October 16, 2015

From the Editor Emeritus / John F. Fink

Medieval Church: Pope St. Gregory VII claimed secular supremacy

John F. Fink(Tenth in a series of columns)

While writing about the turmoil of the papacy during the 11th century, last week I mentioned the Benedictine monk Hildebrand. He and St. Peter Damian, another Benedictine monk, counseled four popes before Hildebrand was finally elected pope in 1073. He took the name Pope Gregory VII and was canonized in 1728. (Peter Damian died in 1072.)

Gregory VII is considered one of the great figures of medieval time. As pope, he continued the reform of the Church he had advocated before becoming pope. He especially cracked down on clerical marriage and simony.

Unlike previous popes for centuries before him, Gregory strongly defended the authority of the papacy over the Church as a whole, including secular rulers, at least insofar as their decisions related to spiritual matters.

This brought him into conflict with Emperor Henry IV since the German kings were accustomed to appointing bishops. In 1075, Emperor Henry defeated the Saxons and proceeded to nominate bishops to sees in Germany and Italy. When Pope Gregory sharply told him that he had no right to do this, Henry convened a synod of bishops that called on Gregory to abdicate the papacy.

Gregory wasn’t about to do that. He excommunicated Henry. But that wasn’t all. Since his realm was considered part of the Church as a whole, Henry’s excommunication put him outside the Church and thus freed his subjects from allegiance to him.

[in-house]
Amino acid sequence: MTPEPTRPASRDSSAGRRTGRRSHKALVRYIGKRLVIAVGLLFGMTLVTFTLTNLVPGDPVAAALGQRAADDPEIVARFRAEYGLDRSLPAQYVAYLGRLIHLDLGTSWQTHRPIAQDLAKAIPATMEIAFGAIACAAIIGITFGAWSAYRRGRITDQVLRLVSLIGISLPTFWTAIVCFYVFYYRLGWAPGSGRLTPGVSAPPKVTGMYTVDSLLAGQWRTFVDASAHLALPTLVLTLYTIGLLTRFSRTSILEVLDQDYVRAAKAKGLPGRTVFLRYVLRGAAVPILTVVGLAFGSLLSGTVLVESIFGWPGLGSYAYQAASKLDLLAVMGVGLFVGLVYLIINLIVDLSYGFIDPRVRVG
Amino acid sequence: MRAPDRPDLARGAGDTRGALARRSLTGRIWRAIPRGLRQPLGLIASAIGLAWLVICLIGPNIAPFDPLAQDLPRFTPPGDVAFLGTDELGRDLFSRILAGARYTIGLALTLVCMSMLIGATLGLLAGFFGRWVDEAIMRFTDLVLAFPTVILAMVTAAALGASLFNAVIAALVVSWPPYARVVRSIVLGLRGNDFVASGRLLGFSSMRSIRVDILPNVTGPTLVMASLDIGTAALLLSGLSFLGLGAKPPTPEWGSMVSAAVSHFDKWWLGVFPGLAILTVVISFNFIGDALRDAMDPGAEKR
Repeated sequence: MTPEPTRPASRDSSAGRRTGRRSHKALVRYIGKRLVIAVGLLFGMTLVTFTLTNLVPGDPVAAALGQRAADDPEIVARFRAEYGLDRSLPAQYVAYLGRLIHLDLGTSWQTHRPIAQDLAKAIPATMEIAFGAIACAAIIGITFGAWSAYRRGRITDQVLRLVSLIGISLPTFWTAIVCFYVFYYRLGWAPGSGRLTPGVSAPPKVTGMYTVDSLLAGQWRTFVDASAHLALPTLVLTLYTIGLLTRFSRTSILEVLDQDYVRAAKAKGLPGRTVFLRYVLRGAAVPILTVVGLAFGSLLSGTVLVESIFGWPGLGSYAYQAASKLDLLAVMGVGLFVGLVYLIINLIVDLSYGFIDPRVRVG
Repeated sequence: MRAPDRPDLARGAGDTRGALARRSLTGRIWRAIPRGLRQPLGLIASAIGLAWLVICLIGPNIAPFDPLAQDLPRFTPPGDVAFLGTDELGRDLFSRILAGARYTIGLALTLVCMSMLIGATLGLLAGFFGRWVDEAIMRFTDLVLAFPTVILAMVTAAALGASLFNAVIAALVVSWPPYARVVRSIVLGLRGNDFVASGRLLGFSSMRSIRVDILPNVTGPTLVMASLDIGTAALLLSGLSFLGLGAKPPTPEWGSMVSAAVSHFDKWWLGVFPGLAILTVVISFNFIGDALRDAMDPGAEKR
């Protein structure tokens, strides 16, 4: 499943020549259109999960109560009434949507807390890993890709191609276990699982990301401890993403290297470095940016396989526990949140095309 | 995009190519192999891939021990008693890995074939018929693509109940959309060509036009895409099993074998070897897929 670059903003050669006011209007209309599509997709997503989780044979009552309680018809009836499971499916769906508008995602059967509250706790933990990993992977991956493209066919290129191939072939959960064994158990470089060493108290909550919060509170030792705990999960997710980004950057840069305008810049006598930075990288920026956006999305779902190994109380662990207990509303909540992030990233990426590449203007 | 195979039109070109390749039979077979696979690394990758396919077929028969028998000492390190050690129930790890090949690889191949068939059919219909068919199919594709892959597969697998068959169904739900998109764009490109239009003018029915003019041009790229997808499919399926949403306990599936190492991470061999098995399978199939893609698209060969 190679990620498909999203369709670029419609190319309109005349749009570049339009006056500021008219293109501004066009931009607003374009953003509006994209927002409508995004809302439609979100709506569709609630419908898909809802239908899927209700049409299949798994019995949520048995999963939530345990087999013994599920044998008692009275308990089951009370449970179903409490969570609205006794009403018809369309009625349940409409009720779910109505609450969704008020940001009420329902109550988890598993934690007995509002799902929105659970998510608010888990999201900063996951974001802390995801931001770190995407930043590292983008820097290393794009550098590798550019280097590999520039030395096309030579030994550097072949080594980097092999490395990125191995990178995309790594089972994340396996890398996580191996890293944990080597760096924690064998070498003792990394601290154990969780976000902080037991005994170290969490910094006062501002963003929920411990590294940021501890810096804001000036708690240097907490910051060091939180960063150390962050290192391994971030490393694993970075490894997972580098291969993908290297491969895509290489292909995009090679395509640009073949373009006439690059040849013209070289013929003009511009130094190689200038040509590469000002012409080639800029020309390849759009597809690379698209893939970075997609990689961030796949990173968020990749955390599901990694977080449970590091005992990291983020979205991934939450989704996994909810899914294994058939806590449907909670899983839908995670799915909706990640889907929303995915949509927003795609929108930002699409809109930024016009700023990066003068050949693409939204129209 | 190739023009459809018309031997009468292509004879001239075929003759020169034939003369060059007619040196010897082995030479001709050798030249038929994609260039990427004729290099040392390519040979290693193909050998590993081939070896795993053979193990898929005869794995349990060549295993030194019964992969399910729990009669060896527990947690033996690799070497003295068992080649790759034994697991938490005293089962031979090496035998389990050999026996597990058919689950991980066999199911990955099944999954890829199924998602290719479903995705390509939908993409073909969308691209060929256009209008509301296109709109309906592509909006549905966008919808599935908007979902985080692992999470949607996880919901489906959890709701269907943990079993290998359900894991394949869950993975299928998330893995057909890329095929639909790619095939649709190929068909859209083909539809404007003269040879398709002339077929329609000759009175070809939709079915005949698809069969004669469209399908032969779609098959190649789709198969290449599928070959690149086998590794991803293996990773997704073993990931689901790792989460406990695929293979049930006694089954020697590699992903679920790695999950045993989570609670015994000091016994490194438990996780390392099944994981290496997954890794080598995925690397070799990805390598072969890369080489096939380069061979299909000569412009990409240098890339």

Gregory seemed to win a great victory when Henry walked to the castle of Canossa in northern Italy, where the pope was staying. Wearing penitential garb and barefoot in snow, Henry stood outside the door for three days before he was admitted. He sought absolution from the pope, and promised obedience to him.

If he were a secular ruler, Gregory might have let Henry rot. But as Christ’s vicar on Earth, Gregory was bound to give forgiveness to those who sought it from him and so he absolved Henry, who promised to obey him.

For the next three years, Gregory tried to mediate between Henry and his rival, Rudolf of Swabia. Failing to get anywhere, Gregory again excommunicated Henry and again deposed him, recognizing Rudolf as the lawful king.

This time, Henry was in no mood to humble himself as he had done at Canossa. He called a council of imperial bishops in 1080 that declared Gregory deposed, and elected Guibert of Ravenna as Pope Clement III to replace him.

That’s how matters stood for four years. Then, in 1084, Henry seized Rome and Gregory was forced to flee. He went first to Monte Cassino and then to Salerno, where he died in 1085. It was a sad ending for a man who had exerted so much influence on the Church during much of the 11th century.

After Gregory’s death, Clement III, Henry’s man, ruled as pope in Rome while those loyal to Gregory elected the abbot of Monte Cassino, who reigned as Victor III. Both men had military forces, and each was successful in occupying Rome for various periods of time, but Pope Victor had to spend most of his time as pope at Monte Cassino.

Clement III is considered an antipope. During the next 80 years, there were 11 more antipopes who claimed the papacy at the same time as the same number of popes. †

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